This is another of the sample teas Elmstock sent me. This Long-Leaf is described as ‘classic’.
I steeped it for 4 minutes, as per recommendations, and added 1/2 tsp sugar. When dry, it’s slightly citrus-y – certainly not an overwhelming smell. Happily, it tastes more citrus-y than it smelled, because otherwise I was going to be quite disappointed. Despite misgivings when it was brewing, this was a very tasty drop. It’s not as delicate as the description had led me to fear (what a not-surprise, delicate is not really my thing…). Much more to my taste than the Madame Bergamot, somewhat to my surprise.
Elmstock generously sent me several sample teas. Madame Bergamot is not, as I initially thought, a Lady Grey, but an Earl Grey with cornflowers. Elmstock uses a long-leaf tea for this, and describes it as “subtle and delicately flavoured.”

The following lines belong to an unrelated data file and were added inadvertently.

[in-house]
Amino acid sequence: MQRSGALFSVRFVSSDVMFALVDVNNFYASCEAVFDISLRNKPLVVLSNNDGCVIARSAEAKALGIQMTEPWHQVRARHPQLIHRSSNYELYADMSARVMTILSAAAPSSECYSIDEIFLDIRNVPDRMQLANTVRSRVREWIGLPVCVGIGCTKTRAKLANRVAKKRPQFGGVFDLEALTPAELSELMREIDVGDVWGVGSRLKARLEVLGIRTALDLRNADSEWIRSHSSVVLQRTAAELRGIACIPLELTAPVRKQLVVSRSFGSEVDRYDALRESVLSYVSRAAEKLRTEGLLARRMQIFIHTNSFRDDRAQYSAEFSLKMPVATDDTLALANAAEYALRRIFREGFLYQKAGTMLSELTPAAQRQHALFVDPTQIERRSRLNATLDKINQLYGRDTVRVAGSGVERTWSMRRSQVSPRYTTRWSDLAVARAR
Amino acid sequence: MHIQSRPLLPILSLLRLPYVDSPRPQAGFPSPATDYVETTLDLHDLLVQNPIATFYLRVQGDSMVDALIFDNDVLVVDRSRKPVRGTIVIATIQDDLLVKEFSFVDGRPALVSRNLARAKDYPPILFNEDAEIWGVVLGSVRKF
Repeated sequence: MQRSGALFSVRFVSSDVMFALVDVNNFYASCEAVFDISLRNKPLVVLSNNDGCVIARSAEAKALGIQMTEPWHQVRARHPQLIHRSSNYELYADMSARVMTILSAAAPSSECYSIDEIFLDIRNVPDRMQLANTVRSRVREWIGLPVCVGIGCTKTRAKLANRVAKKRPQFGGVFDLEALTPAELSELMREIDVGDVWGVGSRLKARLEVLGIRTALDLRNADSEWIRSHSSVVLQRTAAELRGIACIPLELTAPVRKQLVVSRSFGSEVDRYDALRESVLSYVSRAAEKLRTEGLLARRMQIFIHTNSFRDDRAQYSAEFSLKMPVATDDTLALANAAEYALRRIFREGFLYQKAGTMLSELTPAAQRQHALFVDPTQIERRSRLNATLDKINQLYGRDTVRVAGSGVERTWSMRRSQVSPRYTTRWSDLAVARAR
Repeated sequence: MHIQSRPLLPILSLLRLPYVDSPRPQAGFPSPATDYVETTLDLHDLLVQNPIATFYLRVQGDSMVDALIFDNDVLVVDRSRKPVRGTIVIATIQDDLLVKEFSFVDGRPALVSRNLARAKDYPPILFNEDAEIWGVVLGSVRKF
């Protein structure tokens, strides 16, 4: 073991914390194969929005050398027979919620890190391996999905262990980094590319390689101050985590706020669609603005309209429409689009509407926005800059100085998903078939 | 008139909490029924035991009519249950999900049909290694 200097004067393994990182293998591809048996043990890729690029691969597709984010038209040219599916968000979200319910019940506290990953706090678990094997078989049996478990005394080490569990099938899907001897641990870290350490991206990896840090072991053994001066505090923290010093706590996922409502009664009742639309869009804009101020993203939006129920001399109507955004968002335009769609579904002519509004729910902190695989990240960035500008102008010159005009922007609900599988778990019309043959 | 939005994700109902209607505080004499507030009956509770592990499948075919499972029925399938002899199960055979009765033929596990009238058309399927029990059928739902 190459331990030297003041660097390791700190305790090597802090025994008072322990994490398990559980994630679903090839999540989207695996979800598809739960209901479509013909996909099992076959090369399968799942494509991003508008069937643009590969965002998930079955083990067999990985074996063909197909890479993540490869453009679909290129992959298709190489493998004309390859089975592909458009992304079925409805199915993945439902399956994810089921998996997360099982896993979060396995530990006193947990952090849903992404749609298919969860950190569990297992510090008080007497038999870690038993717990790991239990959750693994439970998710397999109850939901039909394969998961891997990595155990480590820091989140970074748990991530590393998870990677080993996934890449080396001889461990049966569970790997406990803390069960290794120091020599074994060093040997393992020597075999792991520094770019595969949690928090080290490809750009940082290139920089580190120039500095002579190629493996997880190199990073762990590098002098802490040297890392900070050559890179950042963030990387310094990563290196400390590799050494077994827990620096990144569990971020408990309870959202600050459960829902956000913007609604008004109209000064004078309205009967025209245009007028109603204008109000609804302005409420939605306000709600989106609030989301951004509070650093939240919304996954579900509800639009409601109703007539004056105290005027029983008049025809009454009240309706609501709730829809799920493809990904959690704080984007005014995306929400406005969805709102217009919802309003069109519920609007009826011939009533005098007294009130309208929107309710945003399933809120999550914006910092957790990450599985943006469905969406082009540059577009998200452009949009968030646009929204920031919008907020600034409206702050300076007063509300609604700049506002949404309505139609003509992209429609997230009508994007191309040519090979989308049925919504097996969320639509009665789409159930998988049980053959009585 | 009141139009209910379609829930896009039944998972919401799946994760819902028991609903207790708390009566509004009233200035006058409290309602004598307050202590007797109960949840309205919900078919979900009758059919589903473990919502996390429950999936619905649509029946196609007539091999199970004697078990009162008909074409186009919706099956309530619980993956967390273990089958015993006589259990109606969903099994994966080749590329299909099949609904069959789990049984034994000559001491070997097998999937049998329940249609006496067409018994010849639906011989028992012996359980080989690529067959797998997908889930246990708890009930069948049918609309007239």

Scent when dry is certainly a delicate citrus, somewhat floral, although that’s not from the flowers. I steeped for four minutes, as per the recommendations, and added about 1/2tsp of sugar.
This is a fine tea, but not mind-blowing. I’d be happy enough drinking it but I wouldn’t choose to have it as my forever tea.
Another sample picked up for me by Alisa, because she likes to encourage my projects.
Adore Tea’s Earl Grey Berries is Earl Grey with strawberry, raspberry, and blackberry added.
2-4 minutes steeping is recommended, so I was reckless and went with 3. I added 1/2 tsp of sugar because it’s automatic, but it may not have been needed here because the berries add quite a sweet note.
The berry notes are the most obvious part of this tea, both dry and steeped. Adore Tea’s website admits that “The berry flavour is quite strong, it is not a subtle berry” and that’s very true. In fact, I would say that this isn’t an Earl Grey tea; it’s a berry tea. It’s quite nice, but there was no discernible citrus to my tastebuds. I’m happy to drink it, but not when I want a citrus effect.